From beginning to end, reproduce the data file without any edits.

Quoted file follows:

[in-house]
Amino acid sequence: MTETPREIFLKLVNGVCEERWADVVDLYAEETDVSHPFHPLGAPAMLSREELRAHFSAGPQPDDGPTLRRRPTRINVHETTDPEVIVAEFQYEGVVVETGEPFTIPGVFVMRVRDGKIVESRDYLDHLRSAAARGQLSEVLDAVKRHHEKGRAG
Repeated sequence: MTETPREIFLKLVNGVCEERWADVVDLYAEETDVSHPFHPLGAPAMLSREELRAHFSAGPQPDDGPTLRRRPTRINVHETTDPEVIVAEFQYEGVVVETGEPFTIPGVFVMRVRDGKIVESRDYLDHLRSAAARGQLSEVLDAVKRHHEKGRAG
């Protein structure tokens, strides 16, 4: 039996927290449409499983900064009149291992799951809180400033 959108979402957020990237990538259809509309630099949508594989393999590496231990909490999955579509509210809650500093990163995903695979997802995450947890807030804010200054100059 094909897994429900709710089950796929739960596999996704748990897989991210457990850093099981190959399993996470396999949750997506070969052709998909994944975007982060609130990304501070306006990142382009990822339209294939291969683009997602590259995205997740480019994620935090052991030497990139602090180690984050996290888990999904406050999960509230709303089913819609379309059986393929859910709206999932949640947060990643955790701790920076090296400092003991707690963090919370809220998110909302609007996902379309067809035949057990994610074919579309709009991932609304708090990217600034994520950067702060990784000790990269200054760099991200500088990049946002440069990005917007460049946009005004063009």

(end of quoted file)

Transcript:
[in-house]
Amino acid sequence: MTETPREIFLKLVNGVCEERWADVVDLYAEETDVSHPFHPLGAPAMLSREELRAHFSAGPQPDDGPTLRRRPTRINVHETTDPEVIVAEFQYEGVVVETGEPFTIPGVFVMRVRDGKIVESRDYLDHLRSAAARGQLSEVLDAVKRHHEKGRAG
Repeated sequence: MTETPREIFLKLVNGVCEERWADVVDLYAEETDVSHPFHPLGAPAMLSREELRAHFSAGPQPDDGPTLRRRPTRINVHETTDPEVIVAEFQYEGVVVETGEPFTIPGVFVMRVRDGKIVESRDYLDHLRSAAARGQLSEVLDAVKRHHEKGRAG
């Protein structure tokens, strides 16, 4: 039996927290449409499983900064009149291992799951809180400033 959108979402957020990237990538259809509309630099949508594989393999590496231990909490999955579509509210809650500093990163995903695979997802995450947890807030804010200054100059 094909897994429900709710089950796929739960596999996704748990897989991210457990850093099981190959399993996470396999949750997506070969052709998909994944975007982060609130990304501070306006990142382009990822339209294939291969683009997602590259995205997740480019994620935090052991030497990139602090180690984050996290888990999904406050999960509230709303089913819609379309059986393929859910709206999932949640947060990643955790701790920076090296400092003991707690963090919370809220998110909302609007996902379309067809035949057990994610074919579309709009991932609304708090990217600034994520950067702060990784000790990269200054760099991200500088990049946002440069990005917007460049946009005004063009």